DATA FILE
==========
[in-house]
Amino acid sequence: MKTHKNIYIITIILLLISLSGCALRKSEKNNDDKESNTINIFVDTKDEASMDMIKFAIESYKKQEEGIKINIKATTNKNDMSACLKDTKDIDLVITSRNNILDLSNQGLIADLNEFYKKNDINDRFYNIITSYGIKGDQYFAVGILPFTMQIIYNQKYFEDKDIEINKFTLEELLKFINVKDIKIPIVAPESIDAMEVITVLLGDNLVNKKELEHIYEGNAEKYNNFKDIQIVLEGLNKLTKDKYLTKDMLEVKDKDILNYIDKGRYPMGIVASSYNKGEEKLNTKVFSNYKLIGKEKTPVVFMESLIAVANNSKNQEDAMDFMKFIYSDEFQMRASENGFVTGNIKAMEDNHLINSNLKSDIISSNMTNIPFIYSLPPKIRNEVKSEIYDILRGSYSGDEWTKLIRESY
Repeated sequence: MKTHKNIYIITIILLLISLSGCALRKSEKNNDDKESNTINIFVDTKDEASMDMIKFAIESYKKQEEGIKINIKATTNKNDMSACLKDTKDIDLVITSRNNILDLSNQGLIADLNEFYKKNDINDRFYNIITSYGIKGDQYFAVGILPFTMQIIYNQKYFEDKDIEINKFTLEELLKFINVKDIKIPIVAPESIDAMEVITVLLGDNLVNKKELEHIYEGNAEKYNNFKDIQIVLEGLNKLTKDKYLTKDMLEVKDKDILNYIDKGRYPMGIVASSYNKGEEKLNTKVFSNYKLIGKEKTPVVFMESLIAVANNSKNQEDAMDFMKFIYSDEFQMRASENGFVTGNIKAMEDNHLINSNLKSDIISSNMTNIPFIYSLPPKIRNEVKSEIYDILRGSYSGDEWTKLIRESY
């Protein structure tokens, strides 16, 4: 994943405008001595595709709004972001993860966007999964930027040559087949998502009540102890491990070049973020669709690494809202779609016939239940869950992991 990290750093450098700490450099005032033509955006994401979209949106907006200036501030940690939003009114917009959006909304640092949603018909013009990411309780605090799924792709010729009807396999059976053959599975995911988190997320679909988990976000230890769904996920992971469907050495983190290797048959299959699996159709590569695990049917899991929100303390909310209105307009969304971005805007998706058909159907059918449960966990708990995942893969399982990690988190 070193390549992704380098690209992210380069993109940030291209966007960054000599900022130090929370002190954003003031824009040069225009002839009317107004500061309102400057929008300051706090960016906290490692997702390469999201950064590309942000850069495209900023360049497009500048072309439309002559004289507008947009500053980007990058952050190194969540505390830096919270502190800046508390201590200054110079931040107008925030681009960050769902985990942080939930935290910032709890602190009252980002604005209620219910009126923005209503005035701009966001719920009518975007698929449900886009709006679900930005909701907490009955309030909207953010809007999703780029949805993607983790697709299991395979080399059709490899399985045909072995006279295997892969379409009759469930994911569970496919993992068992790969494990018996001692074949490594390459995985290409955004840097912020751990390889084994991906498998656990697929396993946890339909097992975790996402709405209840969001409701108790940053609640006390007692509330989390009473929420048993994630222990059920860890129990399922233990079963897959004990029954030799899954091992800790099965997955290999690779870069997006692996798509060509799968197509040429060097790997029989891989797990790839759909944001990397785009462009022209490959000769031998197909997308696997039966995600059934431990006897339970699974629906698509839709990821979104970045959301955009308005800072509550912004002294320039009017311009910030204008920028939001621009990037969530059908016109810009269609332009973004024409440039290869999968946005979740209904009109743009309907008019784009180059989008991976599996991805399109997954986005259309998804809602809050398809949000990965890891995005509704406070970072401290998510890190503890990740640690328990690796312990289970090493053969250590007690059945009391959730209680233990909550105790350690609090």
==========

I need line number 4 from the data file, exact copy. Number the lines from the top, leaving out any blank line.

């Protein structure tokens, strides 16, 4: 994943405008001595595709709004972001993860966007999964930027040559087949998502009540102890491990070049973020669709690494809202779609016939239940869950992991 990290750093450098700490450099005032033509955006994401979209949106907006200036501030940690939003009114917009959006909304640092949603018909013009990411309780605090799924792709010729009807396999059976053959599975995911988190997320679909988990976000230890769904996920992971469907050495983190290797048959299959699996159709590569695990049917899991929100303390909310209105307009969304971005805007998706058909159907059918449960966990708990995942893969399982990690988190 070193390549992704380098690209992210380069993109940030291209966007960054000599900022130090929370002190954003003031824009040069225009002839009317107004500061309102400057929008300051706090960016906290490692997702390469999201950064590309942000850069495209900023360049497009500048072309439309002559004289507008947009500053980007990058952050190194969540505390830096919270502190800046508390201590200054110079931040107008925030681009960050769902985990942080939930935290910032709890602190009252980002604005209620219910009126923005209503005035701009966001719920009518975007698929449900886009709006679900930005909701907490009955309030909207953010809007999703780029949805993607983790697709299991395979080399059709490899399985045909072995006279295997892969379409009759469930994911569970496919993992068992790969494990018996001692074949490594390459995985290409955004840097912020751990390889084994991906498998656990697929396993946890339909097992975790996402709405209840969001409701108790940053609640006390007692509330989390009473929420048993994630222990059920860890129990399922233990079963897959004990029954030799899954091992800790099965997955290999690779870069997006692996798509060509799968197509040429060097790997029989891989797990790839759909944001990397785009462009022209490959000769031998197909997308696997039966995600059934431990006897339970699974629906698509839709990821979104970045959301955009308005800072509550912004002294320039009017311009910030204008920028939001621009990037969530059908016109810009269609332009973004024409440039290869999968946005979740209904009109743009309907008019784009180059989008991976599996991805399109997954986005259309998804809602809050398809949000990965890891995005509704406070970072401290998510890190503890990740640690328990690796312990289970090493053969250590007690059945009391959730209680233990909550105790350690609090």